by Doug Menuez on July 16, 2019
Wild Place is the English translation of Wiltwyck, the original name given to Kingston, New York, in 1661 by the Dutch who were facing fierce resistance from local Native Americans. My wife Tereza and I recently moved back to Kingston after a decade away and can see and sense a lot of changes, with more to come. It seems like an important moment. As a documentary photographer and artist I am very interested in understanding our community and finding connections that remind us of our shared humanity in the midst of transition. By shooting a series of portraits and video interviews of folks from all walks of Kingston life, I’m doing just that. There are more artists per capita here than any city in America, according to BusinessWeek, and a large number of young people, families and retirees arriving every week from New York City, Austin, Seattle and even San Francisco. There are a host of new world-class restaurants, small tech startups and new factory to loft conversions. This growth means that the challenge of gentrification is rising along with income disparity. Concerns about these changes are apparent in some interviews, which you can watch below. When I look back on the places we’ve lived over the years it was always the relationships that made a place our home - this project is starting to make us feel at home. Thanks to everyone who has participated and to those who participate in the future.
“My deep, heartfelt desire is to get to the point where I can start being part of the rare few that are innovating and adding something to the story of food somewhere, somehow.”
- Chris Turgeon
DM: Who are you?
CT: My name is Chris Turgeon, and I'm the Executive Chef here at Wilde Beest.
How long have you been in Kingston?
CT: I've been in Kingston specifically for about eight months now. I am a habitual nomad. I really am from nowhere. I'm 35 years old and I've had 38 addresses, but I'm here by way of Chicago and Austin, Texas.
What gives you joy about Kingston?
CT: I like what's happening in Kingston right now. I like the intersection of culture. There's a lot of ex-patriots from the city and that's kind of running over a backbone of local folks. The way people seem to appreciate art in general here. There's kind of an unusual gathering of culture. Reminds me a lot of the way Austin felt when I first moved there in 2010. Kingston's got that same feeling. There's still opportunity here. You know, it's affordable for me, which is a big deal. And it's a cool place to be. And the longer I've been here, you know, it really is truly a small town. Folks know each other, and there's some surprising opportunities inherent to that, to how personal it can be. I think for me personally it's that I'll shine a little more than I might somewhere else. A little easier to stand out, a little harder to get lost in the mix. So, yeah, that's what I like about Kingston.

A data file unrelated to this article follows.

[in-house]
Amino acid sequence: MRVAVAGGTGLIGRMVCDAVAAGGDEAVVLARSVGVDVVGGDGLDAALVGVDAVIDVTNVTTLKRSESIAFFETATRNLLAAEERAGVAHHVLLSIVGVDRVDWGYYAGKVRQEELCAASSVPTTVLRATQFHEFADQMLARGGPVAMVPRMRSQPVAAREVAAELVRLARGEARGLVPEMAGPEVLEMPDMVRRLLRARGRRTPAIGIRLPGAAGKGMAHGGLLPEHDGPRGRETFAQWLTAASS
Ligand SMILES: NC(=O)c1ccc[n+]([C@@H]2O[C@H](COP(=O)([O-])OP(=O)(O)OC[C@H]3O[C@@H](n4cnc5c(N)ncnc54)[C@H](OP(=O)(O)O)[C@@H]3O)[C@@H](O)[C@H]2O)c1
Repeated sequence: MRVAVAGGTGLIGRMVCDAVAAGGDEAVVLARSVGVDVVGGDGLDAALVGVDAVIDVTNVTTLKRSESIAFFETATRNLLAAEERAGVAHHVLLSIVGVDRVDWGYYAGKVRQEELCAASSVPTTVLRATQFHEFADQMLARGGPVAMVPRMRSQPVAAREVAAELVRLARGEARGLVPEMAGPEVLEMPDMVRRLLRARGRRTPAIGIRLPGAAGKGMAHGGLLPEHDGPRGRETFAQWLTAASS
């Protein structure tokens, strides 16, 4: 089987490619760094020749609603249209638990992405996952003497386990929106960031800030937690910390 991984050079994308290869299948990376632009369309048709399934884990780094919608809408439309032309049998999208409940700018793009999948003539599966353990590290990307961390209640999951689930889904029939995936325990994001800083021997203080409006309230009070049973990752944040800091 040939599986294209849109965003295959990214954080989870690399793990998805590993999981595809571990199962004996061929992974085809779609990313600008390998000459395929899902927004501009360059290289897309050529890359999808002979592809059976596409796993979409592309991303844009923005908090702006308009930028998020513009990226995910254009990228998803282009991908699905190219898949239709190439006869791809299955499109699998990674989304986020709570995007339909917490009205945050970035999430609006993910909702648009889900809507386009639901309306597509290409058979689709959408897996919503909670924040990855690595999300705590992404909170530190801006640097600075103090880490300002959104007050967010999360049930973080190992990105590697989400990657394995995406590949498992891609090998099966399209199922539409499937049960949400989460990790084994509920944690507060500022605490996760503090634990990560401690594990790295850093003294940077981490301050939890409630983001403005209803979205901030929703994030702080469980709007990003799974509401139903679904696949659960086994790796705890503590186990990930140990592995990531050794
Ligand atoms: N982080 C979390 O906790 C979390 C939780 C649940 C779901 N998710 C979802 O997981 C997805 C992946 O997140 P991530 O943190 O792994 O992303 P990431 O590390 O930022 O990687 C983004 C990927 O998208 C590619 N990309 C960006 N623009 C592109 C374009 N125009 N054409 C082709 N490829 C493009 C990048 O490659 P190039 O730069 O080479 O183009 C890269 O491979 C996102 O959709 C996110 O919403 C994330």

What, if anything, would you change about Kingston?
CT: I think there's an unfortunate number of open spaces in some areas. We're in the stockade district and there's some notably large holes in the street here. And I think there's some community anchor type businesses that could be a real asset to the community, and to anchoring, you know in particular Wall Street as a hub of the community. You know, I know a lot of that's been soaked up by outside investment. I'd love it if they became viable businesses and beautiful store front across the street that would be perfect for a local market of some kind. But Kingston's pretty cool, man. The parking situation could improve a little bit. How about that?
What is your secret hope for the future?
CT: When you start off your career as a cook, everything about what you do is dictation. You're being told exactly what now. And you cross a certain threshold with that understanding, and you start to get some points on the horizon to navigate by and you start to be able to learn by imitation. So you start imitating the people around you and ahead of you. And then if you're successful with that, then you start to understand enough of the puzzle to start to be able to build your own puzzles. So you start creation. And I think the vast majority of chefs in the world, end their careers there. My deep, heartfelt desire is to get to the point where I can start being part of the rare few that are innovating and adding something to the story of food somewhere, somehow. I'm in that process right now of actually saying my piece. And I think after a couple of years of listening to myself here, I'll hopefully have something to say that's relevant. So that's what I'm hoping.
All images above ©2019 Doug Menuez. All rights reserved.
Documentary photographer and director Doug Menuez once stood at the North Pole, crossed the Sahara, had tea with Stalin's daughter and held a chunk of Einstein's brain. Quitting his blues band in 1981, he began his career freelancing for Time, LIFE, Newsweek, Fortune, USA Today, the New York Times Magazine and many other publications. He covered the AIDS crisis, homelessness in America, politics, five Super Bowls and the Olympics. His portrait assignments included Presidents Bush, Sr. and Clinton, Cate Blanchett, Robert Redford, Lenny Kravitz, Mother Teresa, Jane Goodall and Hugh Jackman. His award-winning advertising campaigns and corporate projects for global brands include Chevrolet, FedEx, Nikon, GE, Chevron, HP, Coca Cola, Emirates Airlines, Charles Schwab and Microsoft.